Light to moderate bready-rich malt combined with light to moderate spicy or herbal hop bouquet; the balance between the malt and hops may vary. Faint hint of caramel is acceptable. Light (but never intrusive) diacetyl and light, fruity hop-derived esters are acceptable, but need not be present. No sulfur.
Light gold to deep gold color. Brilliant to very clear, with a long-lasting, creamy white head.
Medium-low to medium bready-rich malt flavor with a rounded, hoppy finish. Low to medium-high spicy or herbal hop flavor. Bitterness is prominent but never harsh. Flavorful and refreshing. Diacetyl or fruity esters are acceptable at low levels, but need not be present and should never be overbearing.
Medium-light to medium body. Moderate carbonation.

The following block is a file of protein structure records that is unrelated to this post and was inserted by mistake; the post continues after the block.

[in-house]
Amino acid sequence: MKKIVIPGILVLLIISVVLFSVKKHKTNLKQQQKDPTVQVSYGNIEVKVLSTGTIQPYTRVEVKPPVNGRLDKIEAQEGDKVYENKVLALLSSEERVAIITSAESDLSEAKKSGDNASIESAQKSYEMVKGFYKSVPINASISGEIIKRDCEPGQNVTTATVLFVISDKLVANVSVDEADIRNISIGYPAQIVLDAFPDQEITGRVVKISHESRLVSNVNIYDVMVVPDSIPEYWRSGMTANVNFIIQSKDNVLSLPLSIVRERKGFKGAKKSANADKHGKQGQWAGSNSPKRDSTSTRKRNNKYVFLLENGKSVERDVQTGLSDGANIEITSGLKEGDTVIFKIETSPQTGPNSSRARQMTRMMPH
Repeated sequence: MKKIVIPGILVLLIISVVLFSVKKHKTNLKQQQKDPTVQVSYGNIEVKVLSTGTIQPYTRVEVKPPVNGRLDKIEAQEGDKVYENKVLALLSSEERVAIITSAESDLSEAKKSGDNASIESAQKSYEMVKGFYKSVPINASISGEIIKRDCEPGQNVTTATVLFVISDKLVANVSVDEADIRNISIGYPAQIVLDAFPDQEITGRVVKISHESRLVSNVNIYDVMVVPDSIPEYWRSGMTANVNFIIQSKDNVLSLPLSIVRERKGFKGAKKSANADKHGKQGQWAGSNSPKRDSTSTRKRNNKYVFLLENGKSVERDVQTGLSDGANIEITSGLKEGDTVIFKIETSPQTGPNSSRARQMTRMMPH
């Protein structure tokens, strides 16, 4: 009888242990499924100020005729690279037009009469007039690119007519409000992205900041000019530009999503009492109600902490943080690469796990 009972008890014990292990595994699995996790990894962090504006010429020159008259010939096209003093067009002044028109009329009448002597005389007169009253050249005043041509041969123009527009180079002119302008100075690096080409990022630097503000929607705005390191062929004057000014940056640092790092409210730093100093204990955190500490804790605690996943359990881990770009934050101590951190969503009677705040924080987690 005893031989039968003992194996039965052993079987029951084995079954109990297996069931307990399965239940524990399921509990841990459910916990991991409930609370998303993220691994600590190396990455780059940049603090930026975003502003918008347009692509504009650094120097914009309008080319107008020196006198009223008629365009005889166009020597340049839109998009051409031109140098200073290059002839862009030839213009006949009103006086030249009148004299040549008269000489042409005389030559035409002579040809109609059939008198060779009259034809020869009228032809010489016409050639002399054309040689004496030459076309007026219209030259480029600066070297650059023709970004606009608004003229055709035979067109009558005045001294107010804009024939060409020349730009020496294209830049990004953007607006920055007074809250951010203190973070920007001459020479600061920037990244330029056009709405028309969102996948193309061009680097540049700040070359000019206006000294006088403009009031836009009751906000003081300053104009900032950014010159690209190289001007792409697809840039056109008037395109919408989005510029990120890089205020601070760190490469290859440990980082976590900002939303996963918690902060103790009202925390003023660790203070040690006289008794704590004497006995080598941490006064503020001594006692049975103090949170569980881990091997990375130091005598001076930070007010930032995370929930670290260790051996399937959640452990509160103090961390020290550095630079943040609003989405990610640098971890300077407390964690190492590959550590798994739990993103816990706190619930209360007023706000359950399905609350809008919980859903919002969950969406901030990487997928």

A lighter-bodied, rich, refreshing, hoppy, bitter pale Czech lager having the familiar flavors of the stronger Czech Premium Pale Lager (Pilsner-type) beer but in a lower alcohol, lighter-bodied, and slightly less intense format.
Soft water with low sulfate and carbonate content, Saazer-type hops, Czech Pilsner malt, Czech lager yeast. Low ion water provides a distinctively soft, rounded hop profile despite high hopping rates. ;
The Czech name of the style is svêtlé výcepní pivo.
Josef Groll initially brewed two types of beer in 1842-3, a výcepní and a ležák, with the smaller beer having twice the production; Evan Rail speculates that these were probably 10 °P and 12 °P beers, but that the výcepní could have been weaker. This is the most consumed type of beer in the Czech Republic at present.
Breznák Svetlé výcepní pivo, Notch Session Pils, Pivovar Kout na Šumave Koutská 10°, Únetické pivo 10°
A lighter-bodied, lower-intensity, refreshing, everyday version of Czech Premium Pale Lager.